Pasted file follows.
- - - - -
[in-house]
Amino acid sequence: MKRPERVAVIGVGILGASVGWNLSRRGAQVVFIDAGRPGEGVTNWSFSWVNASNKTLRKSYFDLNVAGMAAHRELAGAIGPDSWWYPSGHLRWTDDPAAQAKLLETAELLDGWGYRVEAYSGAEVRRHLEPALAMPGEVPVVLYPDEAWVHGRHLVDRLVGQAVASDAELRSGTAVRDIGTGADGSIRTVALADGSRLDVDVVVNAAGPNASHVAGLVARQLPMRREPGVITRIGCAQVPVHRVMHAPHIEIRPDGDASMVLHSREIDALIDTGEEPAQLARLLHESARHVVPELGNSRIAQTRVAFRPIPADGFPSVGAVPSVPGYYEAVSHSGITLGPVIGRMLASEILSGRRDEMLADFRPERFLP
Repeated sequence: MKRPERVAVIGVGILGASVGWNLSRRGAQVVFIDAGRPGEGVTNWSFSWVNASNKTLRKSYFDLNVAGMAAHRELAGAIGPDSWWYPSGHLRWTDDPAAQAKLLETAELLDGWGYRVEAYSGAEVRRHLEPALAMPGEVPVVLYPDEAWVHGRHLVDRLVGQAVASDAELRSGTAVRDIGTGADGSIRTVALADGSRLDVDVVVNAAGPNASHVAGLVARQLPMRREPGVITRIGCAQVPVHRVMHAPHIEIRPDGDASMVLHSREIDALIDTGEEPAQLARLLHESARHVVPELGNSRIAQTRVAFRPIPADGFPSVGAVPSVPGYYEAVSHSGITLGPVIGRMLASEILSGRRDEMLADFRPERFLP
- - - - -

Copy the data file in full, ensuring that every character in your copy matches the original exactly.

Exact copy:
[in-house]
Amino acid sequence: MKRPERVAVIGVGILGASVGWNLSRRGAQVVFIDAGRPGEGVTNWSFSWVNASNKTLRKSYFDLNVAGMAAHRELAGAIGPDSWWYPSGHLRWTDDPAAQAKLLETAELLDGWGYRVEAYSGAEVRRHLEPALAMPGEVPVVLYPDEAWVHGRHLVDRLVGQAVASDAELRSGTAVRDIGTGADGSIRTVALADGSRLDVDVVVNAAGPNASHVAGLVARQLPMRREPGVITRIGCAQVPVHRVMHAPHIEIRPDGDASMVLHSREIDALIDTGEEPAQLARLLHESARHVVPELGNSRIAQTRVAFRPIPADGFPSVGAVPSVPGYYEAVSHSGITLGPVIGRMLASEILSGRRDEMLADFRPERFLP
Repeated sequence: MKRPERVAVIGVGILGASVGWNLSRRGAQVVFIDAGRPGEGVTNWSFSWVNASNKTLRKSYFDLNVAGMAAHRELAGAIGPDSWWYPSGHLRWTDDPAAQAKLLETAELLDGWGYRVEAYSGAEVRRHLEPALAMPGEVPVVLYPDEAWVHGRHLVDRLVGQAVASDAELRSGTAVRDIGTGADGSIRTVALADGSRLDVDVVVNAAGPNASHVAGLVARQLPMRREPGVITRIGCAQVPVHRVMHAPHIEIRPDGDASMVLHSREIDALIDTGEEPAQLARLLHESARHVVPELGNSRIAQTRVAFRPIPADGFPSVGAVPSVPGYYEAVSHSGITLGPVIGRMLASEILSGRRDEMLADFRPERFLP